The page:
# Lab 2 - Uniformly Accelerated Motion

## Introduction

All objects on the earth's surface are being accelerated toward the center of the earth at a rate of 9.81m/s2. This means that if you raise an object above the surface of the earth and then drop it, the object will start from rest and its velocity will increase by 9.81 meters per second for each second it is falling toward the earth's surface until it strikes the surface.

## Discussion of Principles

In this experiment you will measure, with the aid of computer-based instruments, the position of a falling body as a function of the time elapsed since it was released. We adopt the downward direction as positive, and we denote displacements in that direction by
y
. When air resistance is neglected, the body is said to be in free fall, and its acceleration
a
is constant.
Consider an object at position
y1
at some initial time
t1
. At a later time
t2
the object is at location
y2
. The average velocity
v12
for this object as it travels between these two points will be
( 1 )
v12 =
 (y2 − y1) (t2 − t1)

Similarly, the average velocity
v23
during the next time interval (that is, between the instants
t2
and
t3
) is
( 2 )
v23 =
 (y3 − y2) (t3 − t2)

If the acceleration is uniform or constant, the velocity at exactly the mid point of the time interval is the average velocity. This means that if the acceleration is constant, the instantaneous velocity is exactly equal to the average velocity at the midpoint of the time interval that is being examined. Even if the acceleration were not uniform, this would be a close approximation if the interval of time were short. So
v23
would occur at the midpoint of the time interval given by
( 3 )
t23 =
 (t3 + t2) 2

With these two average velocities and times we can calculate an average acceleration
a
as
( 4 )
a =
 Δv Δt
=
 (v23 − v12) (t23 − t12)

where
Δv
and
Δt
denote the change in velocity and time, respectively.
For an object moving with constant velocity, a plot of distance versus time would be a straight line with a constant slope like the graph in Fig. 1a below. Since distance is plotted on the vertical axis and time is plotted on the horizontal axis, the slope is
Δ(Distance)/Δ(Time)
or the average velocity. Here the average velocity is the same as the instantaneous velocity at any given time.
Figure 1b shows a plot of position versus time for an object moving with increasing velocity. Here we can draw a graph where we connect the points with the solid lines indicated by the red lines in Fig 1b. If we were to measure the position of the object over smaller time intervals we would see a smoother curve as indicated by the blue curve. The average velocity between two points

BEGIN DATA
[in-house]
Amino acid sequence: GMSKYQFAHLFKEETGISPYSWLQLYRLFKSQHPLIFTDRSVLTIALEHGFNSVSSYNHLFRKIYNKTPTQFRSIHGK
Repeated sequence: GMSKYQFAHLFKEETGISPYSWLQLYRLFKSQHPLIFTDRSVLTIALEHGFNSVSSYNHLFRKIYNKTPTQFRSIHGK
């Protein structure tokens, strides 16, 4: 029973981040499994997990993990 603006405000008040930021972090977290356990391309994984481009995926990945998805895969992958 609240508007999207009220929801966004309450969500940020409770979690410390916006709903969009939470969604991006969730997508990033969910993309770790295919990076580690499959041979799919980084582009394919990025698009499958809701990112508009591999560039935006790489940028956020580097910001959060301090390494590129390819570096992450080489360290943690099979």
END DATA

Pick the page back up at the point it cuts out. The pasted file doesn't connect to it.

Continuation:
x1
,
t1
and
x2
,
t2
, is given by the slope of the straight line connecting these two points.
Now consider the velocity versus time version of this graph shown in Fig.2. The average velocities intersect with the instantaneous velocities at the midpoint of the two time measurements. The average of two points is the midpoint of the two points. So when we take the average of
t2
and
t3
we find the time at the half-way point. Here we refer to this time as
t23
. As shown in Fig.2, the instantaneous velocity and the calculated average velocity have the same value at this average time,
t23
. This is why we use the average time and average velocity when calculating the acceleration.
The kinematic equations are derived from the definitions of average velocity and acceleration discussed above for a uniformly accelerating object. These equations provide a useful way to evaluate the motion of an object moving with constant acceleration. For one-dimensional motion, the kinematic equations are
( 5 )
vf = vi + aΔt
( 6 )
xf = xi + viΔt +
 1 2
a(Δt)2
( 7 )
vf2 = vi2 + 2aΔx
where
vi
and
vf
are the initial and final velocities when the object is at positions,
xi
and
xf
respectively,
Δt
is the elapsed time and
a
the constant acceleration for this motion.
In summary, you can find the acceleration by considering data from two consecutive time intervals:
• 1
Calculate the average velocity
v12
for the first time interval from the distance
y2y1
traveled during the time interval
t2t1
. This is the instantaneous velocity at
t12
.
• 2
Calculate the average velocity
v23
for the second time interval from the distance
y3y2
traveled during the time interval
t3t2
. This is the instantaneous velocity at